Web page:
Anti-doping expert warns cheating athletes

Sep 15, 2011

Professor David Cowan, Director of the Drug Control Center at King’s College London, has warned athletes who take prohibited performance-enhancing substances that the London 2012 Olympic and Paralympic Games will be the ‘riskiest yet.’

GlaxoSmithKline (GSK) and King’s College London have formed a ground-breaking partnership to deliver the anti-doping testing during the London 2012 Olympic and Paralympic Games, at a World Anti-Doping Agency (WADA) accredited satellite laboratory in Harlow.

The laboratory will carry out around 6,000 urine and tests during the Olympic games, and a further 1,400 during the Paralympics, more than any previous Games.

Speaking at the British Science Festival, Professor Cowan talked about the science behind anti-doping, and the new tests that are in development to catch cheating . In particular, an improved test to detect Human Growth Hormone and a new way of detecting autologous blood .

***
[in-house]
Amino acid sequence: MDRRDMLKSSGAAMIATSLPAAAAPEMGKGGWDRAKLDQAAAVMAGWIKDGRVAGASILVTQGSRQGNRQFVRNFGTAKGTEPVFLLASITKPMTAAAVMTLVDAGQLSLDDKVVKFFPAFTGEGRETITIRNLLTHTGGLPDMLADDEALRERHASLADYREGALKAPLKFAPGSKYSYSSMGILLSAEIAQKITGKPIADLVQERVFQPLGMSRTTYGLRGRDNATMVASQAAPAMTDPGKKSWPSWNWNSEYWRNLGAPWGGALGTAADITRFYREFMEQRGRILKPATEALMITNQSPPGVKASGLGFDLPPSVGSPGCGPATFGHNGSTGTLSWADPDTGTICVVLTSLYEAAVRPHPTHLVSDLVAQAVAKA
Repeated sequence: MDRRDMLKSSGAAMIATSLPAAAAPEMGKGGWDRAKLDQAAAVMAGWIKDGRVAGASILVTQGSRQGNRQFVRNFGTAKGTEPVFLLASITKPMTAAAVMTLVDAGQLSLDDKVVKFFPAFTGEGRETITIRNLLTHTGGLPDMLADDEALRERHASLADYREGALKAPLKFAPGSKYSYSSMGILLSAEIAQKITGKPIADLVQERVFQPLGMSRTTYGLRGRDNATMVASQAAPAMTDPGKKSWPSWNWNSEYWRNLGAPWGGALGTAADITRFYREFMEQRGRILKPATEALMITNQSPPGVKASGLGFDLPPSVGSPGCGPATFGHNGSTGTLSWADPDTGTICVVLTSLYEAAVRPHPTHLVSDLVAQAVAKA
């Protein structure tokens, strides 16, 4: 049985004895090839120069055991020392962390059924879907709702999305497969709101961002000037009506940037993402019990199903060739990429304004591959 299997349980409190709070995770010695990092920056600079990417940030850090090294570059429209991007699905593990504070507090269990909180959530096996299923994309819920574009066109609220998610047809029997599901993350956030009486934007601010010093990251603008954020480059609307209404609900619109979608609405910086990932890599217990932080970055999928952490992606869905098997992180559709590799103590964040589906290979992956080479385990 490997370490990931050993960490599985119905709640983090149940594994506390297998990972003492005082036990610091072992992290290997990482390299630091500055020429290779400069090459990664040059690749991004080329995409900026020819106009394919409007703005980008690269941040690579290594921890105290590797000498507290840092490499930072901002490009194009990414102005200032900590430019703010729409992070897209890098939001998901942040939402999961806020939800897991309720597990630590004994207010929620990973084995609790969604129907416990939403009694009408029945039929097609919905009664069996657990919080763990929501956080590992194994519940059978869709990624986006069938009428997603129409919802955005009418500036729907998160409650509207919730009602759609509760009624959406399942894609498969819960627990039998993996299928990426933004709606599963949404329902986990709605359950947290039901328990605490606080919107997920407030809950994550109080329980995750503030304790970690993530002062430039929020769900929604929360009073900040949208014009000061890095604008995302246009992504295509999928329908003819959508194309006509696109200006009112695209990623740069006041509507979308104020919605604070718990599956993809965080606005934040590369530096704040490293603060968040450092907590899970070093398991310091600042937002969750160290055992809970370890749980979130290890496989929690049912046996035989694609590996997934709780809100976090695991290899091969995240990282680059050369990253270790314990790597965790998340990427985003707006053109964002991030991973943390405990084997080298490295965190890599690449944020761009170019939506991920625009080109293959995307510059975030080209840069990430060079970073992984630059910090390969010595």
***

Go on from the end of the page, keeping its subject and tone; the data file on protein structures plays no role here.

Autologous blood doping is when an athlete stores and transfuses their own blood back into the body. It increases the number of red blood cells and gives a boost to an athlete's endurance by allowing them to carry more oxygen to the muscles.

The test currently in development will be based on changes present in RNA – a single strand version of DNA that is found in the body. Professor Cowan said: "We’ve been looking at the different RNA that is present and been able to identify those that are clearly changed in stored blood."

It is hoped that the test will be ready in time for next year’s Games.

"This will be the riskiest Olympic Games yet for athletes who decide to cheat. The message is clear; if you cheat, we will catch you," he concluded.

GSK and WADA have also recently announced that they will share information on new drugs in development that they think could be misused by athletes in the future, so appropriate tests can be developed as soon as possible to detect their misuse.

At the Festival, Professor Cowan spoke alongside Professor Ron Maughan from Loughborough University, Pauline Williams, an R&D expert from GSK and Nicola Newman, Director of Communications and Education at UK Anti-Doping.

Explore further: Ig Nobel winner: Using pork to stop nosebleeds

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